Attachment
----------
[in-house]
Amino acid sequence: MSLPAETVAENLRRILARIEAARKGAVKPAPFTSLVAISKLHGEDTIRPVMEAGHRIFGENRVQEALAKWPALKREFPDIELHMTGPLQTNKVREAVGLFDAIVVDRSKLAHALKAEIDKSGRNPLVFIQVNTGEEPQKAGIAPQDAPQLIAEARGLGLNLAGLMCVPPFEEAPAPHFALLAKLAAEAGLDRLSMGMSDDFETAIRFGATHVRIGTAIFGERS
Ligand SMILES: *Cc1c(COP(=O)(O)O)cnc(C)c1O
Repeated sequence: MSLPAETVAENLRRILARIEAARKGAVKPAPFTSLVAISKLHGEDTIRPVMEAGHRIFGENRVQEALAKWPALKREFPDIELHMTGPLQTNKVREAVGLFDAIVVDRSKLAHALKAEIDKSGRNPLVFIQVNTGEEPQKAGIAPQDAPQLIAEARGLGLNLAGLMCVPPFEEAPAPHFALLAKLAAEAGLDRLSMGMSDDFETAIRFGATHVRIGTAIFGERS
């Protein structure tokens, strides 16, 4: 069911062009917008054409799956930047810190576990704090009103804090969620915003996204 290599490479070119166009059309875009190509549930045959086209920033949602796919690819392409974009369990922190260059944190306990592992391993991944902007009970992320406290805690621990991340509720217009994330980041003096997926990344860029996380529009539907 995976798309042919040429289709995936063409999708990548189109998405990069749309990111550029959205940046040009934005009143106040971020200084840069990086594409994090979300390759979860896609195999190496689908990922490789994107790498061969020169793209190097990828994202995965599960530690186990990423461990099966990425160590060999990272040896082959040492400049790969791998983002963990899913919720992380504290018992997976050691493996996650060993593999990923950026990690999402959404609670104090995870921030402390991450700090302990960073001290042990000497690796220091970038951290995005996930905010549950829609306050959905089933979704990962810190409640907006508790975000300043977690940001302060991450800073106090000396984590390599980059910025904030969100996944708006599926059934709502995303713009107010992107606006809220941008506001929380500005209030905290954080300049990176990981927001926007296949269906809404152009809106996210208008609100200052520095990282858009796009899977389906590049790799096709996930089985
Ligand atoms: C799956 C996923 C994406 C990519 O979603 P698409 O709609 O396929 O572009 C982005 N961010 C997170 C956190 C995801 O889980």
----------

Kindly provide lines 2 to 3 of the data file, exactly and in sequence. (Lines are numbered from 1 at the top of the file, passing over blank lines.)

Amino acid sequence: MSLPAETVAENLRRILARIEAARKGAVKPAPFTSLVAISKLHGEDTIRPVMEAGHRIFGENRVQEALAKWPALKREFPDIELHMTGPLQTNKVREAVGLFDAIVVDRSKLAHALKAEIDKSGRNPLVFIQVNTGEEPQKAGIAPQDAPQLIAEARGLGLNLAGLMCVPPFEEAPAPHFALLAKLAAEAGLDRLSMGMSDDFETAIRFGATHVRIGTAIFGERS
Ligand SMILES: *Cc1c(COP(=O)(O)O)cnc(C)c1O